Kerri Modjeski does lots of things well. But goodbyes aren’t one of them.
Modjeski is wrapping up her final month at Brooklyn Elementary School to take over as principal of the new K-6 Forest Edge Elementary, due to open in August.
While she’s excited about her new opportunity in Fitchburg — where around a dozen BKE educators and a group of students will join her — it’s a bittersweet and strange time to be saying goodbye to a school without students or most of its staff. In fact, she’s only been back a handful of times since everyone left the building Friday, March 13, when the COVID-19 pandemic was in full swing.
“It still freaks me out every time,” she told the Observer last week. “There was a firm sense of denial, ‘Oh, this is just going to be for a few weeks.’ I don’t think anyone thought for a second, we would be through (in schools) for the rest of the year.”
With the school year winding down, Modjeski said finding ways to bring some closure to her years at BKE has been “tricky in a virtual world.” She said the finality of it all hit her a few weeks ago during a virtual Kentucky Derby hangout, complete with hats, trivia and a dose of cold reality.
“That’s when it hit me … I’m going to cry now… that I’m leaving,” Modjeski said. “Usually it’s lunch and cake and some fun, but we needed to do that differently. So, I’m joking a lot about having thank you covered, because I don’t do well with goodbyes.”
Long-time BKE administrative assistant Lynne Outhouse said while Modjeski will only be up the road a bit in Fitchburg, in terms of distance, to staff “it feels like it’s Alaska.”
“I won’t say goodbye — I know I’m not going to lose her as a friend or colleague, and I’ll still get to see her and interact with her a lot,” she told the Observer on Monday. “But at times it’s a little overwhelming, and you just have to tell yourself, she’s just 20 miles away, you can always just drive up and see her.”
Since the schools shut down in March, the two have kept in contact in Google meetings and on the phone.
“It’s just a different way of doing it, but not seeing someone everyday, not quite as much fun,” Outhouse said. “I’ve been here for 28 years; I’ve known her as a teacher and a principal. It’s quite a bond and a lot of times I ask her questions and I know pretty much how she’s going to answer.”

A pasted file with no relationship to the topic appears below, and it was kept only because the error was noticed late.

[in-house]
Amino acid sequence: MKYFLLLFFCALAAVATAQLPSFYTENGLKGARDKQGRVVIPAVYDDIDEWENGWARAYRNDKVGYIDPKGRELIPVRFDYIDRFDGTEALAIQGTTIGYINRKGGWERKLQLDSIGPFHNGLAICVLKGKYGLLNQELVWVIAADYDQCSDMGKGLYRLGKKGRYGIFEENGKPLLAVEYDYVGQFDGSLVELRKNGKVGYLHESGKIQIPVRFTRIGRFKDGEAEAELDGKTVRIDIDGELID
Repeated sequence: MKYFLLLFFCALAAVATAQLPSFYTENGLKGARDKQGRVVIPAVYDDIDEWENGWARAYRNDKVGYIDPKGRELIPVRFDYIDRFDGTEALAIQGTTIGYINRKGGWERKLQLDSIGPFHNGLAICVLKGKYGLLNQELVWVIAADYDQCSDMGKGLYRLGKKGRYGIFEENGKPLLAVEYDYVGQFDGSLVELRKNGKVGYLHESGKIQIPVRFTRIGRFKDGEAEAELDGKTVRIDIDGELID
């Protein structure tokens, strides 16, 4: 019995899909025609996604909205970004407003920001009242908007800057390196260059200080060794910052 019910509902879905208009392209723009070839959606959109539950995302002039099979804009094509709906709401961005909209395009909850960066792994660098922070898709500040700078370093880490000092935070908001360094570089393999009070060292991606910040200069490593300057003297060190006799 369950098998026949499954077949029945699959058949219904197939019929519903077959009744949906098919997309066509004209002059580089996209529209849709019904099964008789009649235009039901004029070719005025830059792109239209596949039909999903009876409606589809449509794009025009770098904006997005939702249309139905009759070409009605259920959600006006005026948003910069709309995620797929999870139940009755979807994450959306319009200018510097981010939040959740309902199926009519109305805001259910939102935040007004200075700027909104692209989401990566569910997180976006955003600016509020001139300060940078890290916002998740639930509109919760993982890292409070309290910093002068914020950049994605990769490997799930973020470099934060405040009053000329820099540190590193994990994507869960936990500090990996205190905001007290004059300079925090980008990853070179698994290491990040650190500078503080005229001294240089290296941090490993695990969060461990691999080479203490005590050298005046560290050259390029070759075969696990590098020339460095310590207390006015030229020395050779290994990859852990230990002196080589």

Through the years, Modjeski’s personality hasn’t changed much, Outhouse said, even while she’s changed roles and responsibilities.
“In the classroom, she was always fun and kept kids hopping and guessing, and she’s the same as a leader,” Outhouse said. “Kerri has kids in her office almost every day for lunch — there’s always something fun going on, a lot of laughter.
One of Modeski’s greatest talents is her ability to remember students’ names and to use it to connect with them, she said, something that was apparent after a fourth-grade graduation a few years ago.
“A parent stepped in and said, ‘She knows everybody’s name? She doesn’t even have a piece of paper with their names on it,’” Outhouse said. “I said, ‘She knows every child’s name in this school, every year, and she usually knows the kindergarteners’ names when they walk in the door.”
Modjeski started at BKE in 2004 as a third- and fourth-grade teacher, returning as an administrative intern before she was hired in fall 2011 as principal. She previously worked at Rome Corners Intermediate and Oregon Middle School, where she started teaching in 1995.
Former long-time BKE teacher Dale Schulz was one of the committee members tasked with finding a principal that year, said Modjeski is the ideal principal, as she has every student in school excited to go to the principal’s office.
“Even the occasional child who would have to make that tough phone call home, sometimes in tears, would leave her office still loving Kerri,” Schulz wrote the Observer in an email. “If Kerri could not be engaged with kids in the classroom, there would be groups of kids, for all kinds of reasons, gathered in her office.”
Brooklyn has “soared” with a culture of high expectations for learning and respect of others in Modjeski’s time leading the school, Schulz said.
“Visitors consistently remark that there is a special welcoming feeling, along with a sense of joy and love of learning as you travel throughout the school,” he said. “That is a reflection of the leadership of Kerri Modjeski.”
District superintendent Brian Busler, who lives in the BKE attendance area, said Modjeski specializes in building strong relationships with students, parents and staff, taking the time to interact with everyone. He called her an “educational leader” within the district.
“Kerri has a magical way of treating students and adults with a genuine and caring approach,” he wrote the Observer in an email. “She involves students in their learning and always has time to spend individually with anyone who needs it. Kerri truly helps students become great learners.”
Modjeski has seen multiple generations of those learners, including sons and daughters of her first group of students at OHS in the late 1990s.
“To have that historical contact and relationship with families over time has been such a blessing,” Modjeski said. “I know their dog’s name; I know their grandma’s name. That’s a source of pride for me that I’ve been here long enough to have seen families coming through.”